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Cleveland's settlement houses persevere, even as they struggle with funding and obscurity
CLEVELAND, Ohio - Antonia Tosado loaded a cart full of bread and produce ... Those that linger find themselves surrounded by empty storefronts and vacant homes with shattered and boarded-up windows. University Settlement sits adjacent to the Industrial ...
Gallery: University Settlement
By Patrick Cooley, cleveland.com
CLEVELAND, Ohio - Antonia Tosado loaded a cart full of bread and produce into the trunk of her daughter's silver sedan on a recent Monday after collecting food from the University Settlement on Broadway Avenue in Cleveland.
It wouldn't have been her first choice.
"I go to Save-A-Lot when I have the money," Tosado said.
The Cleveland woman, however, said she often relies on the generosity of groups like the University Settlement when she doesn't have money for foodThe nonprofit is among the city's remaining settlement houses and Tosado is just one of the tens of thousands of Northeast Ohioans who depends on them for basic needs.
Most readers likely haven't heard of settlement housesThey don't hold a the prominent place in the public consciousness as they once didBut they play a vital role in Cleveland's most vulnerable neighborhoods, even if the scope of their services is limited by their funding.
Settlement houses emerged in the United States in the late 19th Century to provide for waves of immigrants coming to the countryThey taught new arrivals English and helped them acclimate to their foreign surroundingsToday, they provide food, daycare, education, activities for seniors and assistance with rent and utility bills, among many other things, to Cleveland's needy families.
The story of settlement houses in Cleveland reflects the way the city has changed and provides a window into the struggles of its most powerless residents.
Settlement house mandates have evolved as the years as the neighborhoods they serve have changedBut their clientele remains overwhelmingly poor.
Cleveland once has as many as 22 settlement housesFourteen remain.
Those that linger find themselves surrounded by empty storefronts and vacant homes with shattered and boarded-up windowsUniversity Settlement sits adjacent to the Industrial Valley near abandoned warehouses and shuttered factories that once provided a middle-class lifestyle to Cleveland's East Siders.
What follows is a look at the city's settlement houses and the people they serve.
The history of settlement houses
Toynbee Hall in London is recognized as the first settlement houseFounded in 1884, it provided food, shelter and education to the city's impoverished working class and relied on donations from wealthy Londoners and scholars who volunteered their time.
The United States imported the idea in the 1890s as millions of European immigrants crossed the Atlantic and settled on this side of the ocean, often in squalor and abject poverty.
Cleveland's first settlement house - the Hiram House on Orange Avenue - opened its doors in 1896It was founded by Hiram College students
The West Side Community House - originally the Methodist Deaconess Home of Cleveland - is one of the oldest surviving settlement housesIt also got its start in the late 19th Century.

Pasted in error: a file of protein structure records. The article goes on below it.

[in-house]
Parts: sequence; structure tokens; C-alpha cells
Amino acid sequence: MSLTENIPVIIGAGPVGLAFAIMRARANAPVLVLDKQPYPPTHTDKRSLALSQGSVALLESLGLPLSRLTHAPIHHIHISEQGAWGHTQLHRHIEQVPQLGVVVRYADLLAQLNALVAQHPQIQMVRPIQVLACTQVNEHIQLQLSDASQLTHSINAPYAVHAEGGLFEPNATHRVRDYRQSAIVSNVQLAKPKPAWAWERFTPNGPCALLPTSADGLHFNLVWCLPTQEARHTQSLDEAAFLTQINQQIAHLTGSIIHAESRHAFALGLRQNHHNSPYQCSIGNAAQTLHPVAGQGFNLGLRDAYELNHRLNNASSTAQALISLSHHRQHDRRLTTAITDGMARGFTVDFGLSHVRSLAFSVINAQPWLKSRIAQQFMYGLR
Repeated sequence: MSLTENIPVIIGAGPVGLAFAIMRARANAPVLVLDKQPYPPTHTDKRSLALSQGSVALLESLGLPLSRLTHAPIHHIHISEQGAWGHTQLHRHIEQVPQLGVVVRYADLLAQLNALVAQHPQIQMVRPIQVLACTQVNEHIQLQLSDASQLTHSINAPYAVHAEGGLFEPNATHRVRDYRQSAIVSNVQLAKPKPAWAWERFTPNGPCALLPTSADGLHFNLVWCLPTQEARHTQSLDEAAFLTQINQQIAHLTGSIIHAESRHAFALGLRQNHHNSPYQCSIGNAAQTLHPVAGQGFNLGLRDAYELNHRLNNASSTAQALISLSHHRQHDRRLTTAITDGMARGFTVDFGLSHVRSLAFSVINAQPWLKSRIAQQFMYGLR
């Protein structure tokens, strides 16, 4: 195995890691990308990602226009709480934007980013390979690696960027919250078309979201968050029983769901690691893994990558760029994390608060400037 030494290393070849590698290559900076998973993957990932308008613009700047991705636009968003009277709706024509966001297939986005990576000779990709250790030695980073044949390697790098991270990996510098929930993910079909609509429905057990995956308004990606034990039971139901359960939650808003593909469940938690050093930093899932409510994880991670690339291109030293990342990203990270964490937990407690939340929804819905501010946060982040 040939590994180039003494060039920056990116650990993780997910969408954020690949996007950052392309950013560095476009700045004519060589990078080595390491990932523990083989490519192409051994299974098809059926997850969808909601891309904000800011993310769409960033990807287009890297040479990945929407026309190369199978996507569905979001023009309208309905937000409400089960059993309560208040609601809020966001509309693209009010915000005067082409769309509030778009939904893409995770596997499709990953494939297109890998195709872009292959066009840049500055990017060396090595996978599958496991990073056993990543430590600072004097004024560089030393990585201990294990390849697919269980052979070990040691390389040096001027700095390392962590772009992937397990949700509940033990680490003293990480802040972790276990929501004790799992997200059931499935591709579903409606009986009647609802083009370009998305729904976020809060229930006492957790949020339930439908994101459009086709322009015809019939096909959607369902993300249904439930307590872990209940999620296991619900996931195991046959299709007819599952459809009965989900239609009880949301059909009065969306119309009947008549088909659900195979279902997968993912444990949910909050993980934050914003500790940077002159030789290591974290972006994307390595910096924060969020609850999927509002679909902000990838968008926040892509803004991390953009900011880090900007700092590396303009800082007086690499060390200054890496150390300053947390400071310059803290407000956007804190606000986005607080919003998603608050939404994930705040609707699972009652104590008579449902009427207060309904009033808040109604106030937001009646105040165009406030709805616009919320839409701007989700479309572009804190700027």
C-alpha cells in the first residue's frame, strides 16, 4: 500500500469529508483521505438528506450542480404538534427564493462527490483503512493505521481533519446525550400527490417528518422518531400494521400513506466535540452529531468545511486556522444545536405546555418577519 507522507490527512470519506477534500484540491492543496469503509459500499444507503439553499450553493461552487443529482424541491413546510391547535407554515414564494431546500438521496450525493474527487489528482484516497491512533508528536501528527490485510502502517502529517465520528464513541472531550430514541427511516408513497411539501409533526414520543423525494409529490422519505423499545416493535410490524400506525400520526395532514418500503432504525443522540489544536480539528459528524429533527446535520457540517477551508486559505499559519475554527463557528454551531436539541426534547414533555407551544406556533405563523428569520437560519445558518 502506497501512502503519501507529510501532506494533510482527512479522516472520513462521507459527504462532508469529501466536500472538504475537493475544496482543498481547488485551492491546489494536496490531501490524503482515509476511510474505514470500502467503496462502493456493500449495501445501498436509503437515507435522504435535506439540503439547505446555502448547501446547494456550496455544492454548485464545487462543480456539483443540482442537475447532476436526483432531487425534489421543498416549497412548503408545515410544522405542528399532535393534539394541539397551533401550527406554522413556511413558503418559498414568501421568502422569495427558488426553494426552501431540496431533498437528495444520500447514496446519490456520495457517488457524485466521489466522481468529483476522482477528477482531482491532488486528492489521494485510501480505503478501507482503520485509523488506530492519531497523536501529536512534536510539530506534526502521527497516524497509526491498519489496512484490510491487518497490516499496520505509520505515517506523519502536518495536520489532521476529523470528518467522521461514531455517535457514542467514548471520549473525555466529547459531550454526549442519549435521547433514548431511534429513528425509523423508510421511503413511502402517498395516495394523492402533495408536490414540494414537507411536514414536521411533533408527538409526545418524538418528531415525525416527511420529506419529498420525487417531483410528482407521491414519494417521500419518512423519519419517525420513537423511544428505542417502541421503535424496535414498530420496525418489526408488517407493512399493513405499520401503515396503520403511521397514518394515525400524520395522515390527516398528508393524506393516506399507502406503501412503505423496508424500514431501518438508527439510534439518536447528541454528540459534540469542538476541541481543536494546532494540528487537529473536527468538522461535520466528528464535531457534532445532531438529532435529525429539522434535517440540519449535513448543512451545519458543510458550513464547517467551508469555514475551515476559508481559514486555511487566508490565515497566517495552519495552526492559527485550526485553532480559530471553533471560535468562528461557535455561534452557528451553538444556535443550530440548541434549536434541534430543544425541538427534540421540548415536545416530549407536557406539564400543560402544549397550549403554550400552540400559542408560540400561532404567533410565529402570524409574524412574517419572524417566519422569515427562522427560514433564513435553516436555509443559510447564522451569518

Settlement houses adapted their missions and goals as the immigrants they once served migrated to the suburbs.
The 110-year-old East End Neighborhood House, for example, catered largely to the city's Hungarian community, but neighborhood demographics shifted in the 1950s and the surrounding community transitioned to a predominantly black one.
"You had a migration of people coming from the South to look for better opportunities here," East End Neighborhood House President and CEO Zulma Zabala said in an interview"White flight changed the neighborhood."
The University Settlement in the Broadway-Slavic Village neighborhood once provided for a community composed mostly of Polish, Slovak and Czech immigrantsThe community is now half black with pockets of Latinos.
"The community has changed dramatically," University Settlement Executive Director Earl Pike said"At height of World War II it was 100,000 people, now it's 22,000 peopleThe people with the most resources left and the people with the fewest resources stayed."
More than half of the neighborhood's residents live below the poverty lineBusiness owners fled when most of the steel mills shuttered - depriving the neighborhood of good paying jobs - leaving the streets with dilapidated buildings and empty lots where stores and houses once stood.
Gentrification led the The West Side Community House to relocate from Ohio City to the near West Side in 2006.
"We moved because our participants were no longer in Ohio City," Executive Director Dawn Kolograf said.
Settlement house directors began to delve into politics and social justice as the 20th Century wore onCleveland's Karamu House, for example, achieved notoriety outside of Northeast Ohio thanks to its interracial theaterToday, it's recognized as the oldest African-American theater in the United States.
"In the earlier history of settlement houses in Cleveland, you won't find the Harvard Community Services Center or a couple others because we came in after the Civil Rights Movement," Harvard Community Services Center President and CEO Elaine Gohlstin said.
Who the settlement houses serve
Tosado was on the verge of tears when a University Settlement worker explained how to store some of the food items in her cartShe thanked the worker profusely before another worker helped her load her daughter's car with foodstuffs.
The settlement's clients more often than not come from poverty and do not have access to carsTosado, for example, doesn't have a car and relies on the generosity of friends and family when she needs to travel.
"I come (to the University Settlement) when I can get a ride," she said, explaining that she's afraid of being robbed walking the streets of her gritty East Side neighborhood"I don't want to be alone in the streets."